So what’s going on in political terms is that Niwa Hirotada is peeling off the Ebisawa family’s loyalty to the Igi clan. If anyone had known that Saberu was already having an affair with a girl of the Watanabe family (loyal to the Niwas) it might have accomplished the same result, but nobody knew, it all came to tragedy, and Saberu is kind of a mess.

Minori’s ghost comes back as a Con-Tinh, sort of an evil dryad demon of insanity, haunting the cherry-blossom Shrine of Taro the Poet, where Saberu will be married to Niwa’s niece.  She is supernaturally disappointed in Saberu, and plans to possess the spirit of his bride and have them commit a lover’s suicide.

Meanwhile, someone else has hired a clan of Spider-Man suited ninjas to kill young Saberu.  All signs would seemingly point to the civil governor Igi, who is mad that the Ebisawa clan is breaking up with him, but there are actually several other possibilities based on the political situation in Swords of the Daimyo.  I hadn’t really figured out who is responsible, except that blaming Igi was probably too obvious to be true.

It turns out that a second player arrived, created a Samurai loyal to the Niwas and a friend of the Watanabe clan, so that was handy for the purposes of exposition.

The adventure consisted of mostly improvised social encounters as the players gradually pieced the social and political puzzle together, and fended off various assassination attempts and supernatural events.

Major adversaries included the Con-Tinh ghost of Watanabe Minori, three unnamed 5th level Ninjas (a Ninja/Sohei priest with 10 first-level followers; a Ninja/Wu Jen who impersonated a member of the entourage and attempted to poison Saberu; and a Ninja/Bushi who was going to kill Saberu on his wedding night with a sword he’d stolen from the PC Bushi), a group of drunken Were-Bears who kept breaking into a village’s rice-warehouses looking for sake, sarcastic fop Igi Sanekata, and various other stock-character NPC’s.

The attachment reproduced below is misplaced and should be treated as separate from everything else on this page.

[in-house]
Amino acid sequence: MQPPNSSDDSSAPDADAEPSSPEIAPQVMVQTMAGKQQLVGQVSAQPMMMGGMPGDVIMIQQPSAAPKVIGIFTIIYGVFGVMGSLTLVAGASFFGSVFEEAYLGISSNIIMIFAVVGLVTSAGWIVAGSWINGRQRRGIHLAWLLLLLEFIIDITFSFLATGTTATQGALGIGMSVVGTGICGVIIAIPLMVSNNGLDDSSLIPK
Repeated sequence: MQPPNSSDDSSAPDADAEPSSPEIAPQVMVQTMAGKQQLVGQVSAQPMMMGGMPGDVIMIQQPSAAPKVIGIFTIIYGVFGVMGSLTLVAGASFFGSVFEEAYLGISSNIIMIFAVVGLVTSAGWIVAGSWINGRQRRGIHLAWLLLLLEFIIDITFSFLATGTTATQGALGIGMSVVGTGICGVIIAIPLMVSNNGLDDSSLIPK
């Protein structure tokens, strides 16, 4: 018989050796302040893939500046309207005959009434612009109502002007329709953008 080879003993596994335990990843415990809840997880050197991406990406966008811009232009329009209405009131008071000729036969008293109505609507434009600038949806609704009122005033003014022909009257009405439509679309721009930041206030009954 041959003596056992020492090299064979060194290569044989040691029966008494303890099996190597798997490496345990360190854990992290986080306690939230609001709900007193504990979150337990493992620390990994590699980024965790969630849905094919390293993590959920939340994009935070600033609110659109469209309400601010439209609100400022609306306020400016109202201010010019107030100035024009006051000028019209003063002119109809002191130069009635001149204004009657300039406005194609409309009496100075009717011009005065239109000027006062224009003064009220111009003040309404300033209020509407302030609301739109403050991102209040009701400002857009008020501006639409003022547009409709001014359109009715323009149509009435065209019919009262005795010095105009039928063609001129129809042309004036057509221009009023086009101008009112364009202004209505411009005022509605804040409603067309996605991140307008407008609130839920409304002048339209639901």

what worked

The Yearly, Monthly, and Daily Events charts in Oriental Adventures are good stuff, well worth stealing.  For the last five years, my exposure to D&D has consisted very largely of dungeon-delving per the ethos of the OSR revisionist/purist movement.  The idea of running a D&D wedding scenario struck me as irresistibly ludicrous, and it was.

Swords of the Daimyo has a complicated political situation, but that’s actually pretty good in a court intrigue scenario.  The trick is to present that stuff in bite-sized pieces.  In this case, I took the description of Muroto Village from the gazetteer, figured the political situation there would easily tie into the Marriage Event, and bang, the political stuff fell into place immediately.

The rules for Psychic Duels were used, mainly because I wanted to force it in somehow.

Though this scenario was written up perfectly straight-faced–it’s a bummer, basically–the players brought their usual farce and a good time was had by all.  One player couldn’t stop boasting about his secret treasure caches, while the other was busily trying to pretend to be an aristocrat (or hide from people who recognized him).